On June 21, the U.S. Supreme Court reversed the Quill decision that limited the ability of States to impose sales tax on out-of-state sellers. The Quill case, decided in 1992, reaffirmed an earlier decision that required, before a State could impose sales tax on such “remote sellers,” that they must have some physical presence in the State. Thus, while purchases of goods by Idaho residents from out-of-state retailers are subject to the Idaho sales or use tax, the Quill case limited the State’s ability to collect that tax from the retailer, and instead must rely on the consumers to report and pay use tax on these purchases. Few taxpayers do so.
The case last week of South Dakota v. Wayfair was a 5-4 decision authored by Justice Anthony Kennedy (who just announced his retirement). The Court held that in the modern internet age, a physical presence requirement is an anachronism that has no place in Constitutional jurisprudence. The Commerce Clause of the Constitution requires that a tax may not be assessed if it imposes an unreasonable burden on interstate commerce. One test used in determining whether a burden is unreasonable comes from the landmark 1977 case of Complete Auto Transit: the activity sought to be taxed must have a “substantial nexus” to the taxing State. In Quill, the Court held that “substantial nexus” required a physical presence. The Court in Wayfair overruled that case, and held that the substantial nexus requirement can be satisfied without requiring a physical presence in the State.
In his dissent, Chief Justice Roberts argued that overruling Quill could impose a significant burden on remote sellers, particularly smaller businesses, in complying with the laws of each State in which the business’s products are sold. The majority opinion acknowledged that such burdens could “pose legitimate concerns” and that “[c]omplex state tax systems could have the effect of discriminating against interstate commerce.” Thus, there could be litigation in the future over whether a particular State’s tax regime imposes an unreasonable burden on remote sellers. In this case, however, South Dakota’s new tax law is triggered only if the remote seller sells goods worth more than $100,000 per year in the state, or engages in more than 200 separate transactions in a year. The law was not retroactive. The Court noted that issue of the reasonableness of South Dakota’s law was not being litigated in that case (other than the absence of a physical presence requirement), but suggested that the safe harbor and prospective treatment would protect this statute from further challenges.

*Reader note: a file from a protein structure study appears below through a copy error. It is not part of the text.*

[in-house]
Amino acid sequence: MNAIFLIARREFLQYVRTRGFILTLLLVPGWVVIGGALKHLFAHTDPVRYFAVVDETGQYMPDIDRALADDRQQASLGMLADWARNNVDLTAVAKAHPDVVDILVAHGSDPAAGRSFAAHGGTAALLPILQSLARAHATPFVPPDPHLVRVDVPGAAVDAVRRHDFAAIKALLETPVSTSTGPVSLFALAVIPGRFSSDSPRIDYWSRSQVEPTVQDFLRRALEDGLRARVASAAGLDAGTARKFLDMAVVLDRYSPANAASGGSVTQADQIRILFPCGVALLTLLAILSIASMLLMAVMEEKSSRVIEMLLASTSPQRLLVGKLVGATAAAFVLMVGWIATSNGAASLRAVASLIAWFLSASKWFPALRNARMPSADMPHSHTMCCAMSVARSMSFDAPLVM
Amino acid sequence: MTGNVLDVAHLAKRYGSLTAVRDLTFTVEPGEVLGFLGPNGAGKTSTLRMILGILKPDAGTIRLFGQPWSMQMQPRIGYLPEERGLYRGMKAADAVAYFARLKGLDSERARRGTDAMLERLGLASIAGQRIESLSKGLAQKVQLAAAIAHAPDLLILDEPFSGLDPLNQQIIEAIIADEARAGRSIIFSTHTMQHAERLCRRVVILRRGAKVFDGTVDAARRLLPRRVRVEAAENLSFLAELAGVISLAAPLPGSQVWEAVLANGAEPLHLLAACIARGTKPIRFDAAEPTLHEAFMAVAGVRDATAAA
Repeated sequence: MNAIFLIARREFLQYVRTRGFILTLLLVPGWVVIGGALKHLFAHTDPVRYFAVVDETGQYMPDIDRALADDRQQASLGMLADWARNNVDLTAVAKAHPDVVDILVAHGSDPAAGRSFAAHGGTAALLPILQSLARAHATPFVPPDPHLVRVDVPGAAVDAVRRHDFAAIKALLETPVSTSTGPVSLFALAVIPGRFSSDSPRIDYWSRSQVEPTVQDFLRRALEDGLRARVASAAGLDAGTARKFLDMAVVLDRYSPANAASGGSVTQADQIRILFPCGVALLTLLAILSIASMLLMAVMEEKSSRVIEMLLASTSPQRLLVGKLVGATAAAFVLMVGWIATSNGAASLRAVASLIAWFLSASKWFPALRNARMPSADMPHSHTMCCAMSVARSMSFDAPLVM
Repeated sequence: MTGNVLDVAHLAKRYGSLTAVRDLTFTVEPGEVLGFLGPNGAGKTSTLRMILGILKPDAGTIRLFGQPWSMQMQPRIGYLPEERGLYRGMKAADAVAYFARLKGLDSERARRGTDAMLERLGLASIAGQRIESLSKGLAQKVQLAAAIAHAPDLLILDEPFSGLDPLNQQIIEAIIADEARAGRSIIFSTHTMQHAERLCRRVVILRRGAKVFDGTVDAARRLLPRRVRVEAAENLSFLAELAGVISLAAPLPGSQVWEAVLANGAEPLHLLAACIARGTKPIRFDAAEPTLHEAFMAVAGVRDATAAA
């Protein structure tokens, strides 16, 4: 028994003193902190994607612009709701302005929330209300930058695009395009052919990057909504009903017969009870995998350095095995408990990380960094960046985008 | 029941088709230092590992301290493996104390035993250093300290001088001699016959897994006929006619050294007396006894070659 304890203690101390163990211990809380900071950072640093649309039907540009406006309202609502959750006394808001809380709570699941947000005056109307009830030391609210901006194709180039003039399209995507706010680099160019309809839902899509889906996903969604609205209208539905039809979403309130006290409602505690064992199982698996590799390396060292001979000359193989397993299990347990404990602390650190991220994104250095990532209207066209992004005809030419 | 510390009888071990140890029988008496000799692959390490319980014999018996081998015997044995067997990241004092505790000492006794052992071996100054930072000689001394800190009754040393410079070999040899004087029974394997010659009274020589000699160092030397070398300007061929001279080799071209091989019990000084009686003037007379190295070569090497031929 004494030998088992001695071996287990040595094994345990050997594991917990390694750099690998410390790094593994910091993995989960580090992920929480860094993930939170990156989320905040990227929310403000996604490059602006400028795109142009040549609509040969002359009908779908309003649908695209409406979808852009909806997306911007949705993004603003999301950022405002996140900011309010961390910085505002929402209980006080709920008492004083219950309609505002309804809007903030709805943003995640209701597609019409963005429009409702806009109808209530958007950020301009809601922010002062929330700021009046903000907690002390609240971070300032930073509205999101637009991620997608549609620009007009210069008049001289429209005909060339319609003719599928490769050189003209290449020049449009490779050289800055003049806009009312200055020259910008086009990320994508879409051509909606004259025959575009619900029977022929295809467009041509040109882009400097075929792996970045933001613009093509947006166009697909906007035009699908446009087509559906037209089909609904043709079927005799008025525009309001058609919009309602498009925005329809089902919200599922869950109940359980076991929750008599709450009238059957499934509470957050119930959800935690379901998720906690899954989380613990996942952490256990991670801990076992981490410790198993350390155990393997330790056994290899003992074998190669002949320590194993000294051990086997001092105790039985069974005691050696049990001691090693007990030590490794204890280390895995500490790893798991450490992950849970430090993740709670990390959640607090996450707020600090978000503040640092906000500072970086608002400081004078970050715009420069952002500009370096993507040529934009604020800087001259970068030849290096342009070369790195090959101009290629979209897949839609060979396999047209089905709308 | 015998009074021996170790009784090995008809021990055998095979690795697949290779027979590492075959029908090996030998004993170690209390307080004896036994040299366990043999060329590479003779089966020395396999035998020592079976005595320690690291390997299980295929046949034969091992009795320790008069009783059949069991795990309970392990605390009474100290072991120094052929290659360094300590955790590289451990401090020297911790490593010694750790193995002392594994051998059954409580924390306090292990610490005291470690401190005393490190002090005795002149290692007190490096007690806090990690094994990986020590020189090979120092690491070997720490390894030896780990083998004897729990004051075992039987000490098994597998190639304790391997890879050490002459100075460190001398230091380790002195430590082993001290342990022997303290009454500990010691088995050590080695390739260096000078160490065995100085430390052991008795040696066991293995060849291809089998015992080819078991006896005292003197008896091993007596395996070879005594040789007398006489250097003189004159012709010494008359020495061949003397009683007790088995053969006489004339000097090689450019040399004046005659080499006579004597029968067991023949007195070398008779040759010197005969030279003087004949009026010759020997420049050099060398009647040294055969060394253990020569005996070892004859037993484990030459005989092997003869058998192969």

The Wayfair decision should provide a positive impact on sales tax revenue in Idaho, and the greater equity that has long been sought between “brick and mortar” local businesses that have always collected the tax and the remote sellers that have not. However, two developments may mitigate the fiscal effect of Wayfair. First, some remote sellers, including Amazon,* are now collecting the tax voluntarily.
Second, many states have enacted laws that extend a State’s ability to impose tax if the seller has any connection with the State through an affiliate or a referral source located in the state. The Idaho legislature passed such a law in 2018, with an effective date of July 1, 2018. Under the new law, if a retailer has an affiliate located in Idaho or an agreement with an Idaho resident that refers potential business, and if sales are more than $10,000 in a 12-month period, the retailer is subject to tax.
The fiscal note for this bill estimated a potential increase in sales tax revenue of $22 million to $37 million. Further legislation will be needed if Idaho seeks to maximize the increase in sales tax revenue as a result of Wayfair, since there will be remote sellers who might be taxable under Wayfair but who would not be taxable pursuant to this new law – all the retailers who have neither a physical presence nor affiliate relationships in Idaho. The Idaho legislature will need to consider carefully whether the threshold in the 2018 bill — $10,000 – is suitable for the broader coverage of the sales tax on remote sellers. It may want to follow the lead of South Dakota with a higher safe harbor, so that the tax is not imposed unless there are at least $100,000 in annual sales in Idaho, or at least 200 transactions.
The Wayfair decision is an important one that will affect many businesses and all the states. If the tax on remote sellers is fairly administered, it should provide greater equity among sellers and additional revenue for states.
*It is our understanding that Amazon collects Idaho sales tax on sales of its products in Idaho. It does not necessarily collect such tax on sales by third parties made through the Amazon website.